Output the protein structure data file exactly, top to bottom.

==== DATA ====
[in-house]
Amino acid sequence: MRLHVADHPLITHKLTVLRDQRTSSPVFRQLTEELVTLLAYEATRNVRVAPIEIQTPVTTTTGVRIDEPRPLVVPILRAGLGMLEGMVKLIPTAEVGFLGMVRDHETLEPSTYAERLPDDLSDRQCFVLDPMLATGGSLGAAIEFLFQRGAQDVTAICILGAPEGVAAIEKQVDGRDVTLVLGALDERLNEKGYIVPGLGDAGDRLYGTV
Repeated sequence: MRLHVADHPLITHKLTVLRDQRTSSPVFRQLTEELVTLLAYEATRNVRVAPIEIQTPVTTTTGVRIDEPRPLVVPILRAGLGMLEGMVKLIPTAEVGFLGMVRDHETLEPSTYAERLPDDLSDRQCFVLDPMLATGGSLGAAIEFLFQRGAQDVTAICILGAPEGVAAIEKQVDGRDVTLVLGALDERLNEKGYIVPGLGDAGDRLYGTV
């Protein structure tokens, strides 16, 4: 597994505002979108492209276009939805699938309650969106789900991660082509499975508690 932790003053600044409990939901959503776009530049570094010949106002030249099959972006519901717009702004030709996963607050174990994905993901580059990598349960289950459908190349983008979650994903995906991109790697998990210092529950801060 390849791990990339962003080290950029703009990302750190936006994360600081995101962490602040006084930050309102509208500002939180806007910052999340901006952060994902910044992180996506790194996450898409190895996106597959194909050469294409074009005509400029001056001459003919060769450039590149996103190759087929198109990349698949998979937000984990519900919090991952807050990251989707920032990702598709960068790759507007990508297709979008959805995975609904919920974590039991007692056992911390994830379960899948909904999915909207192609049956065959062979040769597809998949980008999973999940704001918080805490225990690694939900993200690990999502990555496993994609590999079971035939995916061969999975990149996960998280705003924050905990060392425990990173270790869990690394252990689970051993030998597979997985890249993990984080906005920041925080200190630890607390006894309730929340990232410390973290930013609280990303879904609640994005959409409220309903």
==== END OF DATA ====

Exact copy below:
[in-house]
Amino acid sequence: MRLHVADHPLITHKLTVLRDQRTSSPVFRQLTEELVTLLAYEATRNVRVAPIEIQTPVTTTTGVRIDEPRPLVVPILRAGLGMLEGMVKLIPTAEVGFLGMVRDHETLEPSTYAERLPDDLSDRQCFVLDPMLATGGSLGAAIEFLFQRGAQDVTAICILGAPEGVAAIEKQVDGRDVTLVLGALDERLNEKGYIVPGLGDAGDRLYGTV
Repeated sequence: MRLHVADHPLITHKLTVLRDQRTSSPVFRQLTEELVTLLAYEATRNVRVAPIEIQTPVTTTTGVRIDEPRPLVVPILRAGLGMLEGMVKLIPTAEVGFLGMVRDHETLEPSTYAERLPDDLSDRQCFVLDPMLATGGSLGAAIEFLFQRGAQDVTAICILGAPEGVAAIEKQVDGRDVTLVLGALDERLNEKGYIVPGLGDAGDRLYGTV
């Protein structure tokens, strides 16, 4: 597994505002979108492209276009939805699938309650969106789900991660082509499975508690 932790003053600044409990939901959503776009530049570094010949106002030249099959972006519901717009702004030709996963607050174990994905993901580059990598349960289950459908190349983008979650994903995906991109790697998990210092529950801060 390849791990990339962003080290950029703009990302750190936006994360600081995101962490602040006084930050309102509208500002939180806007910052999340901006952060994902910044992180996506790194996450898409190895996106597959194909050469294409074009005509400029001056001459003919060769450039590149996103190759087929198109990349698949998979937000984990519900919090991952807050990251989707920032990702598709960068790759507007990508297709979008959805995975609904919920974590039991007692056992911390994830379960899948909904999915909207192609049956065959062979040769597809998949980008999973999940704001918080805490225990690694939900993200690990999502990555496993994609590999079971035939995916061969999975990149996960998280705003924050905990060392425990990173270790869990690394252990689970051993030998597979997985890249993990984080906005920041925080200190630890607390006894309730929340990232410390973290930013609280990303879904609640994005959409409220309903």